'First of all, let me get something straight: This is a journal, not a diary.' NOW YOU CAN WRITE YOUR OWN BESTSELLER! With The Wimpy Kid Do-It-Yourself Book, you're the author illustrator, and main character. Filled with loads of interactive pages and plenty of space to write your own life's story, this book is all you need to create your masterpiece. Whatever you do, make sure you put it someplace safe after you finish. Because when you're rich and famous, this thing is going to be worth a fortune. INCLUDES COLOUR COMICS!
Now everyone can have their own Wimpy Kid diary! Draw your own Wimpy-Kid-style cartoons, fill in facts and lists, check out the full-colour comics inside and even write your own Wimpy Kid journal, just like Greg.Now in a brilliant new large format so you can go super-size with all your Wimpy Kid doodles!
'First of all, let mw get something straight: This is a JOURNAL, not a diary.' NOW EVERYONE CAN WRITE LIKE A WIMPY KID! Packed with original are and all-new material, this Do-It-Yourself Book features ruled pages and empty word balloons so you can create your own stories and comics, list your favourite and least faces, and keep your own daily journal. But whatever you do, make sure you put this book someplace safe after you finish it. Because when you're rich and famous, this thing is going to be worth a fortune. BONUS! INCLUDES COLOUR SECTION OF COMICS
Collects Greg Heffley's diaries detailing the challenges of middle school and family life, including dealing with his older brother Rodrick, avoiding military school, and feuding with his best friend, with a blank diary for readers to use.
Now everyone can have their own Wimpy Kid diary! Draw your own Wimpy-Kid-style cartoons, fill in facts and lists, check out the full-colour comics inside and even write your own Wimpy Kid journal, just like Greg.Now with dozens of pages of new content and a brand new cover!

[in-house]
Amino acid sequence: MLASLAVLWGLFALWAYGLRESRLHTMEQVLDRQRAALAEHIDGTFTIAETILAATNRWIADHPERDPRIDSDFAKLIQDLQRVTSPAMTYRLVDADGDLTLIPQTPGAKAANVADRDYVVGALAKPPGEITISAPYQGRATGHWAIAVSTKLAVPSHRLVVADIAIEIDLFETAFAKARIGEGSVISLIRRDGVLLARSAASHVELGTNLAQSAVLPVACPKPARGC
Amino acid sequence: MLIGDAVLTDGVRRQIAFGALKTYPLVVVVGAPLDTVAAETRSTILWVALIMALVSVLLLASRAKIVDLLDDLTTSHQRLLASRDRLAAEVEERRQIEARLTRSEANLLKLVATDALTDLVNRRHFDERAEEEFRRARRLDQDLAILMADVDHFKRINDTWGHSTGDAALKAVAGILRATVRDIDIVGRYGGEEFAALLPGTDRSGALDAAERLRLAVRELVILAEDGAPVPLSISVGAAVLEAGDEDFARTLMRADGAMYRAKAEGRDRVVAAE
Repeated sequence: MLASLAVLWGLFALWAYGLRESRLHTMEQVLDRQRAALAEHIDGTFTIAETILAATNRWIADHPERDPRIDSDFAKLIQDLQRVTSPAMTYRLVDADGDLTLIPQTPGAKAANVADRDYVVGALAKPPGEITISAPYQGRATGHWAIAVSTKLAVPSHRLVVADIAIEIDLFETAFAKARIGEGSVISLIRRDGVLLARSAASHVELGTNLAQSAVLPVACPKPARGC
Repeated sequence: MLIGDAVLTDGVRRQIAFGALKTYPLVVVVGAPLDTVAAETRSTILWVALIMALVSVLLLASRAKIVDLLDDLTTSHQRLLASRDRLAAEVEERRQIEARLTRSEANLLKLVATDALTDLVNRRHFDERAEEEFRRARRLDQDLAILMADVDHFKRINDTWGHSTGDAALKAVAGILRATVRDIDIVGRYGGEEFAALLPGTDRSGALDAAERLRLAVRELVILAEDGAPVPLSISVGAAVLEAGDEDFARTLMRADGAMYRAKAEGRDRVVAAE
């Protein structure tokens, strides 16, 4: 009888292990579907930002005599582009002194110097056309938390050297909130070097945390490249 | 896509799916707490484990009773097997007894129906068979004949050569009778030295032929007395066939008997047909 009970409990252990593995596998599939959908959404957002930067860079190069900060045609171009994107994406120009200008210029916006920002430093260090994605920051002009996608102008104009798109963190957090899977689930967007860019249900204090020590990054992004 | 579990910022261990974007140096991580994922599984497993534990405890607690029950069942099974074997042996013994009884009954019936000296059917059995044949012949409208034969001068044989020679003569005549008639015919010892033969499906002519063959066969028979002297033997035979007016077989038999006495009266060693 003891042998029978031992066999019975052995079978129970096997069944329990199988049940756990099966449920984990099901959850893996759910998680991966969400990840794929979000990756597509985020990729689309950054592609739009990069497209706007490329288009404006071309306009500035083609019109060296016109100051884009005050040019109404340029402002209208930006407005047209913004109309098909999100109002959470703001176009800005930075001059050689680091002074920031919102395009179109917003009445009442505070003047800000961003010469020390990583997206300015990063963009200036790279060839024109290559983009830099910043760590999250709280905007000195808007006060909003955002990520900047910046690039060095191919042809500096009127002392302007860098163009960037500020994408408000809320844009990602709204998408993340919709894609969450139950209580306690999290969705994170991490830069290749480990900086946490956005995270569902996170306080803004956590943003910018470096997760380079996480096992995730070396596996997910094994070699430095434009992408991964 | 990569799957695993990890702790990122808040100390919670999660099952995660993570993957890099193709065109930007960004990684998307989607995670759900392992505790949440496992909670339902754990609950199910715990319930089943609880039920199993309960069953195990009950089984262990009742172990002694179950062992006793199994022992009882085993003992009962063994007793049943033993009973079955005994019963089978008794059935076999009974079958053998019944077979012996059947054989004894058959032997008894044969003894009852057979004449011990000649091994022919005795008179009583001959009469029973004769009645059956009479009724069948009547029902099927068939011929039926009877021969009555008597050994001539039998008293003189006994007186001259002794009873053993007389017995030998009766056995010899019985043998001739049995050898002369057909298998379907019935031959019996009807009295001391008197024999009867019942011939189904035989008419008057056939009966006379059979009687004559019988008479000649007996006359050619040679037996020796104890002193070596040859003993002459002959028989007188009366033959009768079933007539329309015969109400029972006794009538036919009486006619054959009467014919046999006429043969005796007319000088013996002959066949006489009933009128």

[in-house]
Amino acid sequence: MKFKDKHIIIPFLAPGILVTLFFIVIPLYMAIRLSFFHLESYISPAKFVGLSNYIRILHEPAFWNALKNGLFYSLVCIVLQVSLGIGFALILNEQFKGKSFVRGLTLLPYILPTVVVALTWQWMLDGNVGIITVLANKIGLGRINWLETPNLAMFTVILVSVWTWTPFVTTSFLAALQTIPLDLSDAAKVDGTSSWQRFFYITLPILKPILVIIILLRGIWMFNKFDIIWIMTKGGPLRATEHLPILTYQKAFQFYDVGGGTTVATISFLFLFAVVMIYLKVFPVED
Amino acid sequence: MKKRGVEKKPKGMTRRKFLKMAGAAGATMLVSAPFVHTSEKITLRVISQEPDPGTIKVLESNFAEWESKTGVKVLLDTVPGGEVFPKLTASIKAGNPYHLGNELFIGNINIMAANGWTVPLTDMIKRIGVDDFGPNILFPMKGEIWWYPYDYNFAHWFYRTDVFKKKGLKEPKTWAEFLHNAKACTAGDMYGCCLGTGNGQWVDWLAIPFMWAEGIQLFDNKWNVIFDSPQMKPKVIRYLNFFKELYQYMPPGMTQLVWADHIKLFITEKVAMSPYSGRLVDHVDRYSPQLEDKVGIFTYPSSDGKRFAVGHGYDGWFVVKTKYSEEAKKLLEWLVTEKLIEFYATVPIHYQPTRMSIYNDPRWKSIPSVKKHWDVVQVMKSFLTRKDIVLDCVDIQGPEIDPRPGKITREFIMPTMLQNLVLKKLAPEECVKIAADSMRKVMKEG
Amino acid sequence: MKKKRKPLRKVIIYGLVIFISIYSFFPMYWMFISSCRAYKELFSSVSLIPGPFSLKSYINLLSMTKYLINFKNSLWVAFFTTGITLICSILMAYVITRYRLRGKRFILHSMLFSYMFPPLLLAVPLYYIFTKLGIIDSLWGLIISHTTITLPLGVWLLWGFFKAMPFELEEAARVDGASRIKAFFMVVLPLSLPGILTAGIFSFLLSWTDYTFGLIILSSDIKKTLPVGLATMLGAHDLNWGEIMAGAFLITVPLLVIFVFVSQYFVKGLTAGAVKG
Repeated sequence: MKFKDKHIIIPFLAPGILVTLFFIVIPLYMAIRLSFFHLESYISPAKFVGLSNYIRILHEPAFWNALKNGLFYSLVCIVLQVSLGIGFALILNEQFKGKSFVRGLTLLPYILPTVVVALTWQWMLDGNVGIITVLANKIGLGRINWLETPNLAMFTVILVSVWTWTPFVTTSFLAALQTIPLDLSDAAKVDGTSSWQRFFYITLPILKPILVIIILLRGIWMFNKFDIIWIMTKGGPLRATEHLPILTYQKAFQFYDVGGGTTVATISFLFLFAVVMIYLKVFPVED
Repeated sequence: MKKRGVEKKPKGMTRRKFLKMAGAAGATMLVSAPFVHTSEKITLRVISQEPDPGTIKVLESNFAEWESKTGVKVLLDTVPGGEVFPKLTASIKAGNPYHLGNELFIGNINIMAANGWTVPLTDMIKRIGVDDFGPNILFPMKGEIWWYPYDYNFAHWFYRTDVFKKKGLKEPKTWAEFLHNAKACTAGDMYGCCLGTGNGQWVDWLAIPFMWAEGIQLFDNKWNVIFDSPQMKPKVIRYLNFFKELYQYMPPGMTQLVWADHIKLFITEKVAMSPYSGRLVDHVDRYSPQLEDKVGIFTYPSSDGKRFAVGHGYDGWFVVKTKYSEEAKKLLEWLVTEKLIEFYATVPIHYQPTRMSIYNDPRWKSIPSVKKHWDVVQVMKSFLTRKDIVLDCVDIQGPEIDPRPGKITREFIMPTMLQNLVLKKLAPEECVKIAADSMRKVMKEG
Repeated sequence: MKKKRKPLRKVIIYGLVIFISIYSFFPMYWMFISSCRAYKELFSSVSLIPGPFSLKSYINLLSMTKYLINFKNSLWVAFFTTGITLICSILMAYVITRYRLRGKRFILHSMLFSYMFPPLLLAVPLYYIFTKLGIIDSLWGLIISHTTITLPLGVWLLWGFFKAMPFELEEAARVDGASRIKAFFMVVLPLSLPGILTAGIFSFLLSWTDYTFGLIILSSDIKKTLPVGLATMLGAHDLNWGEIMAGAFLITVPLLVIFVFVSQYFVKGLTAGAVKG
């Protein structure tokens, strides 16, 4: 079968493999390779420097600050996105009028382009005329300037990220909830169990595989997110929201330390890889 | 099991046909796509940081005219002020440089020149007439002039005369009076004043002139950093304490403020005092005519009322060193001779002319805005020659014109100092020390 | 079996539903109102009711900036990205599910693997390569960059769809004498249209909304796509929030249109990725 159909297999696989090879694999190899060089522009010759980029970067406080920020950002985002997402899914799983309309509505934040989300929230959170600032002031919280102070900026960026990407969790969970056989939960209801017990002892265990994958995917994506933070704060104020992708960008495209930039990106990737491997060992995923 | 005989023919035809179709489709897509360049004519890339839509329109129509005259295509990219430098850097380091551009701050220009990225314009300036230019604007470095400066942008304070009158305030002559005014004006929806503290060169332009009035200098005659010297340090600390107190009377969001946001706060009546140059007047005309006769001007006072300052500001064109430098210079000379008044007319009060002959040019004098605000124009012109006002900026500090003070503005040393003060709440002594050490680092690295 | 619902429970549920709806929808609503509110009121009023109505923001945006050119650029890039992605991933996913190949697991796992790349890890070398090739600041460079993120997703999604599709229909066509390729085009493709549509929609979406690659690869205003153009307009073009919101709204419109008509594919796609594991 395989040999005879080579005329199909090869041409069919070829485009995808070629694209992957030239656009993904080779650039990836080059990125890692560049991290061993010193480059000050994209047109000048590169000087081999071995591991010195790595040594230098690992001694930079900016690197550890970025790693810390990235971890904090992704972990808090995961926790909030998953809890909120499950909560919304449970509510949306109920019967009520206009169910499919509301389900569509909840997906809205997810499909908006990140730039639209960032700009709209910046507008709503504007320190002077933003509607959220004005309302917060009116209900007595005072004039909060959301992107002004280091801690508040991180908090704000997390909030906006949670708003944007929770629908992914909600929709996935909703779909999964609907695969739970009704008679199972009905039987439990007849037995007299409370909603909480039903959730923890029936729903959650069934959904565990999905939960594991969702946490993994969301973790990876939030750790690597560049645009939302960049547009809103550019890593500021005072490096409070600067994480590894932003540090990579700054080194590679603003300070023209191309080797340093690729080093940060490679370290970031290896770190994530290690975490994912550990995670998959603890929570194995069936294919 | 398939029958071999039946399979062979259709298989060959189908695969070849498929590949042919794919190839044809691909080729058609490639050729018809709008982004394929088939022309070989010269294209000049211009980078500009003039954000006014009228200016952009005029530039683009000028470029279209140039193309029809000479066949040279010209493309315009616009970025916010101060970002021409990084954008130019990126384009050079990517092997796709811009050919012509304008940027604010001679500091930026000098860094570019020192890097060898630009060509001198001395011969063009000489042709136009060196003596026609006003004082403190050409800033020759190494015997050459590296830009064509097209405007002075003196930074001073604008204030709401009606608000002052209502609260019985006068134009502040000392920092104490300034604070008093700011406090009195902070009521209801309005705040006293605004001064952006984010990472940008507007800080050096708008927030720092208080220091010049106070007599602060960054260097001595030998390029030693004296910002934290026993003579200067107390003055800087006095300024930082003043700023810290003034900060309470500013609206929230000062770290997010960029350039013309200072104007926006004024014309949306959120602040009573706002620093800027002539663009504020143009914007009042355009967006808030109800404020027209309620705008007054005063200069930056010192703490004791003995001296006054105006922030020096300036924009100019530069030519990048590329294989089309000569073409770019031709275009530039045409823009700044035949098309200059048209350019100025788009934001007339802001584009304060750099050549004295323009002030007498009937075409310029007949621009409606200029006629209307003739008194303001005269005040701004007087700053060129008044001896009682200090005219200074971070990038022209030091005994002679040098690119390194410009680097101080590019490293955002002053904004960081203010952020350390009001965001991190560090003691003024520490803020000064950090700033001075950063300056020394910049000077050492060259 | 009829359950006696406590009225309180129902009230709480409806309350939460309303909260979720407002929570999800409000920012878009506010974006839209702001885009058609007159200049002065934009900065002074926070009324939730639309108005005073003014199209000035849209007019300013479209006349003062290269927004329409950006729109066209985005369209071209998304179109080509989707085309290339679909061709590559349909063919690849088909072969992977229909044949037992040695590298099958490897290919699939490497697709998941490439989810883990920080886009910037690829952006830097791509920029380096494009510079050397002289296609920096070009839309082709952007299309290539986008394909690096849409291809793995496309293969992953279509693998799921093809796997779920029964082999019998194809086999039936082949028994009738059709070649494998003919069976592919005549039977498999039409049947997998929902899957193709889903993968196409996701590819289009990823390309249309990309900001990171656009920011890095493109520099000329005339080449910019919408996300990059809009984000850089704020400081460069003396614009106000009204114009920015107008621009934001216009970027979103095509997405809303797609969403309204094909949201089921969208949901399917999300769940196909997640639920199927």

Greg records in his diary his experiences in middle school, his summer vacations, his father's threats to send him to military school, his attempts to play video games despite his mother's other ideas, and his feud with his best friend.
With contributions by: Eti Berland, Rebecca A. Brown, Christiane Buuck, Joanna C. Davis-McElligatt, Rachel Dean-Ruzicka, Karly Marie Grice, Mary Beth Hines, Krystal Howard, Aaron Kashtan, Michael L. Kersulov, Catherine Kyle, David E. Low, Anuja Madan, Meghann Meeusen, Rachel L. Rickard Rebellino, Rebecca Rupert, Cathy Ryan, Joe Sutliff Sanders, Joseph Michael Sommers, Marni Stanley, Gwen Athene Tarbox, Sarah Thaller, Annette Wannamaker, and Lance Weldy One of the most significant transformations in literature for children and young adults during the last twenty years has been the resurgence of comics. Educators and librarians extol the benefits of comics reading, and increasingly, children’s and YA comics and comics hybrids have won major prizes, including the Printz Award and the National Book Award. Despite the popularity and influence of children’s and YA graphic novels, the genre has not received adequate scholarly attention. Graphic Novels for Children and Young Adults is the first book to offer a critical examination of children’s and YA comics. The anthology is divided into five sections, structure and narration; transmedia; pedagogy; gender and sexuality; and identity, that reflect crucial issues and recurring topics in comics scholarship during the twenty-first century. The contributors are likewise drawn from a diverse array of disciplines—English, education, library science, and fine arts. Collectively, they analyze a variety of contemporary comics, including such highly popular series as Diary of a Wimpy Kid and Lumberjanes; Eisner award-winning graphic novels by Gene Luen Yang, Nate Powell, Mariko Tamaki, and Jillian Tamaki; as well as volumes frequently challenged for use in secondary classrooms, such as Raina Telgemeier’s Drama and Sherman Alexie’s The Absolutely True Diary of a Part-Time Indian.